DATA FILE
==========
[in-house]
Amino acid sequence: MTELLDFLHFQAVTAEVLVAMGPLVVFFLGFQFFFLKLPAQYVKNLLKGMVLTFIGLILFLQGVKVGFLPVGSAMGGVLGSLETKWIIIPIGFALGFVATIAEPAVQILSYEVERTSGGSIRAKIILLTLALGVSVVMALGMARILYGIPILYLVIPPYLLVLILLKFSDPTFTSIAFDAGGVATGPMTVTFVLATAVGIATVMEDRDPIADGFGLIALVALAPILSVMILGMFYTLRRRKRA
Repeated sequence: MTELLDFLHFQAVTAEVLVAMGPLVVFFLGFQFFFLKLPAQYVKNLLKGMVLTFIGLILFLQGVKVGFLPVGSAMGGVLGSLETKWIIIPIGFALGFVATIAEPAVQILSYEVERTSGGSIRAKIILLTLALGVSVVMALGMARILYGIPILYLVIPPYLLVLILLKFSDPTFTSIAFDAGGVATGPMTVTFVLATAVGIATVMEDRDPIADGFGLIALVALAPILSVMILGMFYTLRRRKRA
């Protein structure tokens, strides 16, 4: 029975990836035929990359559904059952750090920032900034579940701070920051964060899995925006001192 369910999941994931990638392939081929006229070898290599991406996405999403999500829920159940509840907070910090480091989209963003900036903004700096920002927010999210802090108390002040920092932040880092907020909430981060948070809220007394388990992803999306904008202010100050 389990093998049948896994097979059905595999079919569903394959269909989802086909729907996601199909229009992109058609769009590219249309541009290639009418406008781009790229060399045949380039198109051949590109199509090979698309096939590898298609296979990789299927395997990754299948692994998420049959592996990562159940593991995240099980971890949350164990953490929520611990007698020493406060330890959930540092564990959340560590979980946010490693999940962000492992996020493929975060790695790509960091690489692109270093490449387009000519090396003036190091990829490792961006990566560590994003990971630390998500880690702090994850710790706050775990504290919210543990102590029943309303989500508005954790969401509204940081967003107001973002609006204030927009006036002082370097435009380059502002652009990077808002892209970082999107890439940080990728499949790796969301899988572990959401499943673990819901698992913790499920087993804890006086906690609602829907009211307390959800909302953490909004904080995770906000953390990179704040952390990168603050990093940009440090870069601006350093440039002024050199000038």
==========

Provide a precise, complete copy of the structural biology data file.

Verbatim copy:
[in-house]
Amino acid sequence: MTELLDFLHFQAVTAEVLVAMGPLVVFFLGFQFFFLKLPAQYVKNLLKGMVLTFIGLILFLQGVKVGFLPVGSAMGGVLGSLETKWIIIPIGFALGFVATIAEPAVQILSYEVERTSGGSIRAKIILLTLALGVSVVMALGMARILYGIPILYLVIPPYLLVLILLKFSDPTFTSIAFDAGGVATGPMTVTFVLATAVGIATVMEDRDPIADGFGLIALVALAPILSVMILGMFYTLRRRKRA
Repeated sequence: MTELLDFLHFQAVTAEVLVAMGPLVVFFLGFQFFFLKLPAQYVKNLLKGMVLTFIGLILFLQGVKVGFLPVGSAMGGVLGSLETKWIIIPIGFALGFVATIAEPAVQILSYEVERTSGGSIRAKIILLTLALGVSVVMALGMARILYGIPILYLVIPPYLLVLILLKFSDPTFTSIAFDAGGVATGPMTVTFVLATAVGIATVMEDRDPIADGFGLIALVALAPILSVMILGMFYTLRRRKRA
């Protein structure tokens, strides 16, 4: 029975990836035929990359559904059952750090920032900034579940701070920051964060899995925006001192 369910999941994931990638392939081929006229070898290599991406996405999403999500829920159940509840907070910090480091989209963003900036903004700096920002927010999210802090108390002040920092932040880092907020909430981060948070809220007394388990992803999306904008202010100050 389990093998049948896994097979059905595999079919569903394959269909989802086909729907996601199909229009992109058609769009590219249309541009290639009418406008781009790229060399045949380039198109051949590109199509090979698309096939590898298609296979990789299927395997990754299948692994998420049959592996990562159940593991995240099980971890949350164990953490929520611990007698020493406060330890959930540092564990959340560590979980946010490693999940962000492992996020493929975060790695790509960091690489692109270093490449387009000519090396003036190091990829490792961006990566560590994003990971630390998500880690702090994850710790706050775990504290919210543990102590029943309303989500508005954790969401509204940081967003107001973002609006204030927009006036002082370097435009380059502002652009990077808002892209970082999107890439940080990728499949790796969301899988572990959401499943673990819901698992913790499920087993804890006086906690609602829907009211307390959800909302953490909004904080995770906000953390990179704040952390990168603050990093940009440090870069601006350093440039002024050199000038």